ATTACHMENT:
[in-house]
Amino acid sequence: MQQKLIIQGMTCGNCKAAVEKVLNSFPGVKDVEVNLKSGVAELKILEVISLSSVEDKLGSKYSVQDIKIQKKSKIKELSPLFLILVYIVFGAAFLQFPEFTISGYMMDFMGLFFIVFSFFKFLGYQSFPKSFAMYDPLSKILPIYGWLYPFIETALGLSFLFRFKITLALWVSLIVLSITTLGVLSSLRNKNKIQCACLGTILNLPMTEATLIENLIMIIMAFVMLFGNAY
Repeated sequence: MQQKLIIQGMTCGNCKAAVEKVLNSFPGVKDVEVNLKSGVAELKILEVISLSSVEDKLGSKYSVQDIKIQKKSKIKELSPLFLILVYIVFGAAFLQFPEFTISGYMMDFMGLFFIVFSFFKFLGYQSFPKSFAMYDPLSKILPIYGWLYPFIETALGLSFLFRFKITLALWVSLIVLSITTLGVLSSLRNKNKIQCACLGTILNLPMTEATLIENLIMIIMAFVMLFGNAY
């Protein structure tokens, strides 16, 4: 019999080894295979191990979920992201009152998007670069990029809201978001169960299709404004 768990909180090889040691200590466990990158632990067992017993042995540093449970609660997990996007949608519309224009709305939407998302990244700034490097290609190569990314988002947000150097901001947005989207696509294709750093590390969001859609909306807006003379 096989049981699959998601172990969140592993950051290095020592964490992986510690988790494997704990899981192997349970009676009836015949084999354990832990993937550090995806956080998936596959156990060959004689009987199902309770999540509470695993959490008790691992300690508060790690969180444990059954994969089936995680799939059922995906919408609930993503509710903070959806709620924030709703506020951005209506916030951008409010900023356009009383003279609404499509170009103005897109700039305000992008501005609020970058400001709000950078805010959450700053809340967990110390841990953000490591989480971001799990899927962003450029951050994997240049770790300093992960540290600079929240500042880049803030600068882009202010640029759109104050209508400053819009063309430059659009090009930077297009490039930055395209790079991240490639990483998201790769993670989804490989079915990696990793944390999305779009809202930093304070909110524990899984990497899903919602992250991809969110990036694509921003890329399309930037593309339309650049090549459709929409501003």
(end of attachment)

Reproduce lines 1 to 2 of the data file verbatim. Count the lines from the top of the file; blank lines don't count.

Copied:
[in-house]
Amino acid sequence: MQQKLIIQGMTCGNCKAAVEKVLNSFPGVKDVEVNLKSGVAELKILEVISLSSVEDKLGSKYSVQDIKIQKKSKIKELSPLFLILVYIVFGAAFLQFPEFTISGYMMDFMGLFFIVFSFFKFLGYQSFPKSFAMYDPLSKILPIYGWLYPFIETALGLSFLFRFKITLALWVSLIVLSITTLGVLSSLRNKNKIQCACLGTILNLPMTEATLIENLIMIIMAFVMLFGNAY